Spun Steel Camp Oven
Within a few-meter radius of any campfire, you’re likely to find a spun steel camp oven sandwiched between clumps of coal or sitting over a low flame. It’s certainly given the typical cast iron a run for its money in recent years.
The ol’ cast iron may have been the favorite of US pioneers, but the itinerant lifestyle of drovers in West Queensland eventually saw the flaws of the hefty cooking utensil.
As tough as those things were, they can break or crack. Carried via saddle, cast iron was highly prone to damage from drops or from bumping into other cast iron cookery.
With the help of some enterprising drovers, something uniquely Australian was born: the spun steel camp oven. They were also called bedourie ovens or simply bedouries; named after the town in West Central Queensland from where they were first made.
Unlike cast iron, spun steel camp ovens are significantly lighter, making them perfect cooking tools for the wandering man. When dropped or struck against a hard surface, the spun steel oven suffered only dents, which could also be hammered out.
Today, this inherent durability is a reason why steel spun ovens have increasingly become essential in the bags or trucks of those who love camping, trekking, and prolonged stays deep in the bush.
Another reason is their weight and portability. A typical spun oven – made of carbon steel – can weigh 3 times lighter than a cast iron camp oven with a similar capacity.
Thus, they’re incredibly portable and won’t put as much strain on you when trekking. Cooking, especially when you’re moving the oven around the fire, would also make for easier work.
The lighter material also means spun ovens warm-up and cool down much faster than cast iron. Getting to cooking will then take less time especially if you’re more into quick meals, or reheating pre-prepared food.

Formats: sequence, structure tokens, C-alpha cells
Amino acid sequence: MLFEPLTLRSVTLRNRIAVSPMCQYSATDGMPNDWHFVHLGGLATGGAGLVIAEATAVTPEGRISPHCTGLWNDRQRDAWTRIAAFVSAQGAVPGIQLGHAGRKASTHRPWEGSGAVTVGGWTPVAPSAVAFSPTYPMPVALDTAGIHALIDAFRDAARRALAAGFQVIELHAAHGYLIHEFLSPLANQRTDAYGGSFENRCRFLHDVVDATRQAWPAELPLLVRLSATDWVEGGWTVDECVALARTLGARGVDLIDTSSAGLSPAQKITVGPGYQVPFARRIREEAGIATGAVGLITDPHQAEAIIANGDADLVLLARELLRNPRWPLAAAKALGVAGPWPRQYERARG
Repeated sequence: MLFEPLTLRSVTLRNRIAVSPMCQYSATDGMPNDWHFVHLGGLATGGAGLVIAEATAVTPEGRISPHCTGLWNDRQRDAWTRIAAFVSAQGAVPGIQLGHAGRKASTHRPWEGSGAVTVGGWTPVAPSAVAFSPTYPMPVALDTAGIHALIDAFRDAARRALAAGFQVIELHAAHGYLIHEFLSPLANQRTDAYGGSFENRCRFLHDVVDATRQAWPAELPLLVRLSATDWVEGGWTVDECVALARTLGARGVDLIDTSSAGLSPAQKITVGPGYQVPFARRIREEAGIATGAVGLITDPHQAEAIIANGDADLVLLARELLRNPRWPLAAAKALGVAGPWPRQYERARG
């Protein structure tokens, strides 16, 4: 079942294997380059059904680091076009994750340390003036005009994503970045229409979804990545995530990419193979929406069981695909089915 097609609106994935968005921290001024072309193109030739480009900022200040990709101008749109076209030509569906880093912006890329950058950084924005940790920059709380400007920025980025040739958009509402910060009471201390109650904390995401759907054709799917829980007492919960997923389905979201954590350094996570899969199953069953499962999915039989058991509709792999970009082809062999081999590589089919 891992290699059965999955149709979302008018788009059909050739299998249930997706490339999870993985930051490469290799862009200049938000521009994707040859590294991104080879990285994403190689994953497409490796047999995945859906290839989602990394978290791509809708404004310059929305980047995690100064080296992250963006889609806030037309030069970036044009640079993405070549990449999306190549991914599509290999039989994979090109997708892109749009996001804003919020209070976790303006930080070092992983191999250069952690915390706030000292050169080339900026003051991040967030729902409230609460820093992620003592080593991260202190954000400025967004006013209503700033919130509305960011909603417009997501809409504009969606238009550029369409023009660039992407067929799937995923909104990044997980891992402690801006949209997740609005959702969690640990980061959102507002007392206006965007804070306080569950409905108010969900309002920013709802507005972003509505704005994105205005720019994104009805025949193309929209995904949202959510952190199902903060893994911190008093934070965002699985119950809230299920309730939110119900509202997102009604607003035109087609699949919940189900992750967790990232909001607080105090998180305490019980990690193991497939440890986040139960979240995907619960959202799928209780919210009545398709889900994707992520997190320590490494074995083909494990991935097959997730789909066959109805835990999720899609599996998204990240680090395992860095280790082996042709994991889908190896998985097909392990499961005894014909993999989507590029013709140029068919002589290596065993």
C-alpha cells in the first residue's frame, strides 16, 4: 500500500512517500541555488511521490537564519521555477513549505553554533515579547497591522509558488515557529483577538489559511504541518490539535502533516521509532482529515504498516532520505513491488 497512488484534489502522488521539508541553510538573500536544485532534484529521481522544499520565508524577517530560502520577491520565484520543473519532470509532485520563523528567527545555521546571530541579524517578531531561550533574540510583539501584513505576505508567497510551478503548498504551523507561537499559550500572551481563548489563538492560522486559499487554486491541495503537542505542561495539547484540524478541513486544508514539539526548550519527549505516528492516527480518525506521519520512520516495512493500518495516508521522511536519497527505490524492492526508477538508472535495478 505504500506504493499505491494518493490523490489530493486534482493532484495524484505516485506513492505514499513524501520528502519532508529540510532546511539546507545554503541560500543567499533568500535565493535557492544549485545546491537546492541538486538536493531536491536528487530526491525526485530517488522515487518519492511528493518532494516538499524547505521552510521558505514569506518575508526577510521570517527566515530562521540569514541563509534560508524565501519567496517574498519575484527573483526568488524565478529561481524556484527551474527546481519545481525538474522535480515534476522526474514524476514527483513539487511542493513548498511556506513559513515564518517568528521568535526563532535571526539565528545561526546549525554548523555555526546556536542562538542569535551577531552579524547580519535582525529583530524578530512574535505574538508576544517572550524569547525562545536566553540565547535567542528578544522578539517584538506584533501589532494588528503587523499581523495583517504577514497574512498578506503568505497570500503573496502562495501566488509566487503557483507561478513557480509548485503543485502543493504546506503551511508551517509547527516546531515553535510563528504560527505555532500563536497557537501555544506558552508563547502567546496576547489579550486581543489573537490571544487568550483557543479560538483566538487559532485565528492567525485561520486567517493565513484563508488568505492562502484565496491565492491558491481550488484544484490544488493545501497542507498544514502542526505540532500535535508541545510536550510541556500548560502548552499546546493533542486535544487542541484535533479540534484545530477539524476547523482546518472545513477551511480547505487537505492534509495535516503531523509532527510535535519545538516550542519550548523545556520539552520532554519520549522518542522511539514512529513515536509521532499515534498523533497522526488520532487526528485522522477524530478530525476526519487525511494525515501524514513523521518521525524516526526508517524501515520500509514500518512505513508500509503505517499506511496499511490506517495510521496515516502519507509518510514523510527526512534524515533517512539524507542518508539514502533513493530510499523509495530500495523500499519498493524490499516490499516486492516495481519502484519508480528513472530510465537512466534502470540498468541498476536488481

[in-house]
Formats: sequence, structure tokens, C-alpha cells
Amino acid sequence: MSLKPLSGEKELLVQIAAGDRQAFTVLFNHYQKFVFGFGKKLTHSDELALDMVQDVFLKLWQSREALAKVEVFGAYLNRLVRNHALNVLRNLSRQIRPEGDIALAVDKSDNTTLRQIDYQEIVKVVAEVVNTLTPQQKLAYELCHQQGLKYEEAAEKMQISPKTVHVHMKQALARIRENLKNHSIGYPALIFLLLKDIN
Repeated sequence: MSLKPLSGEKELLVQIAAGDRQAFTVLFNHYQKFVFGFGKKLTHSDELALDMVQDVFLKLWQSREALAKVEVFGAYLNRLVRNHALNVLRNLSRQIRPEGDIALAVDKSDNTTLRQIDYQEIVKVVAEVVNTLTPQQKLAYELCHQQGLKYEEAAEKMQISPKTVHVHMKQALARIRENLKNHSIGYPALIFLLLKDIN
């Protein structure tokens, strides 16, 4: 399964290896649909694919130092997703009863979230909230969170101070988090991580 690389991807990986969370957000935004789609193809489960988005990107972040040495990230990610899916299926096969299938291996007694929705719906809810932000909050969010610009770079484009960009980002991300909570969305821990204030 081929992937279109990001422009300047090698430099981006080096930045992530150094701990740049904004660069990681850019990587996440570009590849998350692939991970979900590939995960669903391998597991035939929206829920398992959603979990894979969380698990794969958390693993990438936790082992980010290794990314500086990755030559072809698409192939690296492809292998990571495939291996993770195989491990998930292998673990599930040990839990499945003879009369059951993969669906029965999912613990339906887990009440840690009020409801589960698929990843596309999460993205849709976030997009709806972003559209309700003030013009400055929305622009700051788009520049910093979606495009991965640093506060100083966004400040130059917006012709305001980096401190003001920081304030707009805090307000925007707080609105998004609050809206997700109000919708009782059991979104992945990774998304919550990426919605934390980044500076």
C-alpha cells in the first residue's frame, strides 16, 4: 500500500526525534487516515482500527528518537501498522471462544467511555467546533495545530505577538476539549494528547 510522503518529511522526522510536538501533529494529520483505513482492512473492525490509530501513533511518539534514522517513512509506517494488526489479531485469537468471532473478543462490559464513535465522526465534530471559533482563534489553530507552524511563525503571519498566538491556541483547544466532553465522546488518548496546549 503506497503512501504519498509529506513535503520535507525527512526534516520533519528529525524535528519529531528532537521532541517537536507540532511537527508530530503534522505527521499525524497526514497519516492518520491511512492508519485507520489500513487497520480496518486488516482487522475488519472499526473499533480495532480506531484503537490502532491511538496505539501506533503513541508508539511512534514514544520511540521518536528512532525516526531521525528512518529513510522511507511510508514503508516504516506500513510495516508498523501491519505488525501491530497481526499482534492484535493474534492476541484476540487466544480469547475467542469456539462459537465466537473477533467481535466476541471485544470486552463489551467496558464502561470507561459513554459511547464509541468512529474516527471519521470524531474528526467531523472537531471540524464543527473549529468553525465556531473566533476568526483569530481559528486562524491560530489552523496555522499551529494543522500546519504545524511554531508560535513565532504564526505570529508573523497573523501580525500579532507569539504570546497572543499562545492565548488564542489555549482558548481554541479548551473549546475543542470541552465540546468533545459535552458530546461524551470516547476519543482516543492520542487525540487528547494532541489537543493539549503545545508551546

Some might think that the oven’s cool-down time isn’t really of note. But if you’re making brekkie the morning of, a swiftly cooling camp oven means you can pack up, break camp, and hit the road well before noon.
The difference in heat retention and material thickness does bring its own challenges, especially when you’re used to cast iron. Spun steel camp ovens won’t cook as evenly and you might have to get around hot and cold spots while cooking.
The cooler months might also make cooking a little trickier since the drop-off from hot to cold spots will be steeper. Unless you’re using a gas stove and a wind breaker, keeping a steel oven hot might be difficult.
In addition, a spun steel oven’s fast heat up means you’ll need to get your ingredients all ready and prepped before placing the oven over the heat.
These points are not drawbacks per se. You can, of course, get the same results as you would from a cast iron. It will just require a different technique and some time to get used to.
The spun steel ovens versatility also makes it a favorite among many. A set will usually get you 3 cooking utensils: a pot, an oven, and a pan that doubles as its lid. Although the latter can also be found as a griddle/lid combo on some cast iron camp ovens, it’s not as common a trait.
The smoother surface of a spun steel oven also lends to simpler cleaning and maintenance. Food stains or any surface rust scrub off easily. The same also makes for faster drying and, thus, easier storage.
Spun Steel Camp Oven Pros
- Lightweight and portable
- Tough: drops and bumps will, at worse, only dent the material
- Heats up and cools down fast
- Easier to maintain and storage
Spun Steel Camp Oven Cons
- It’s low heat retention may be a problem for those who expect an even cooking/heating experience.
Unlike cast iron, you’d be hard-pressed to find a spun steel oven smaller than 10 inches. However, it’s low weight certainly makes up for the fewer size options.
Cast Iron Camp Oven
Despite dating back to the 17th century, cast iron cookery is still a mainstay in any kitchen – indoors or out. So, don’t be quick to think Bedouries will push these iron hunks to obsolescence.
There is a good reason why we’re still using cast iron to sear our steaks and slow-cook our roasts. They last. And with a little care, they could very well outlast you. In fact, you might know someone who’s received a family heirloom in the form of a cast iron dutch oven or skillet.
The Dutch Oven, brought by settlers and pioneers, was adopted by early Australians and came to be simply called the camp oven.
And with the rigors of the outdoors and the wear and tear of cooking in the bush, a sturdy cast iron camp oven will always have a place whether it’s on a gas stove, hot coals, hanging over a fire, or literally inside the flames of a bonfire.
Of course, modern Dutch Ovens and Camp ovens are now categorized separately, with the former seeing more home use while the latter is mainly for the outdoors.